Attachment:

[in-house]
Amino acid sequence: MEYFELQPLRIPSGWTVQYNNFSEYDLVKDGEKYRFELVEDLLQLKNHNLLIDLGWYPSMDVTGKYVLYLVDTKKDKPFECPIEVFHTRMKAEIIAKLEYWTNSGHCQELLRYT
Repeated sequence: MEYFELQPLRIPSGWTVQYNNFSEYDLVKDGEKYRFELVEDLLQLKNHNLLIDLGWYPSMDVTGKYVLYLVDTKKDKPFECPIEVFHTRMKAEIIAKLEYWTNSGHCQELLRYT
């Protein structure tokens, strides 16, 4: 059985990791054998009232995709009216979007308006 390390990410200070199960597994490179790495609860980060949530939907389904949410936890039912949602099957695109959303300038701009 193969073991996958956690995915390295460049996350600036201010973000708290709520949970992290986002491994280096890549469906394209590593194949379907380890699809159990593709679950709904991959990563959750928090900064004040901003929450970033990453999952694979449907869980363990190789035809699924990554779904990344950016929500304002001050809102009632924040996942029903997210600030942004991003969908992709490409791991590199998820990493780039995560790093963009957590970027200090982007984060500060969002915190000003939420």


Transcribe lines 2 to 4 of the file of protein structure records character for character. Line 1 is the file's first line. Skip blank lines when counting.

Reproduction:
Amino acid sequence: MEYFELQPLRIPSGWTVQYNNFSEYDLVKDGEKYRFELVEDLLQLKNHNLLIDLGWYPSMDVTGKYVLYLVDTKKDKPFECPIEVFHTRMKAEIIAKLEYWTNSGHCQELLRYT
Repeated sequence: MEYFELQPLRIPSGWTVQYNNFSEYDLVKDGEKYRFELVEDLLQLKNHNLLIDLGWYPSMDVTGKYVLYLVDTKKDKPFECPIEVFHTRMKAEIIAKLEYWTNSGHCQELLRYT
């Protein structure tokens, strides 16, 4: 059985990791054998009232995709009216979007308006 390390990410200070199960597994490179790495609860980060949530939907389904949410936890039912949602099957695109959303300038701009 193969073991996958956690995915390295460049996350600036201010973000708290709520949970992290986002491994280096890549469906394209590593194949379907380890699809159990593709679950709904991959990563959750928090900064004040901003929450970033990453999952694979449907869980363990190789035809699924990554779904990344950016929500304002001050809102009632924040996942029903997210600030942004991003969908992709490409791991590199998820990493780039995560790093963009957590970027200090982007984060500060969002915190000003939420």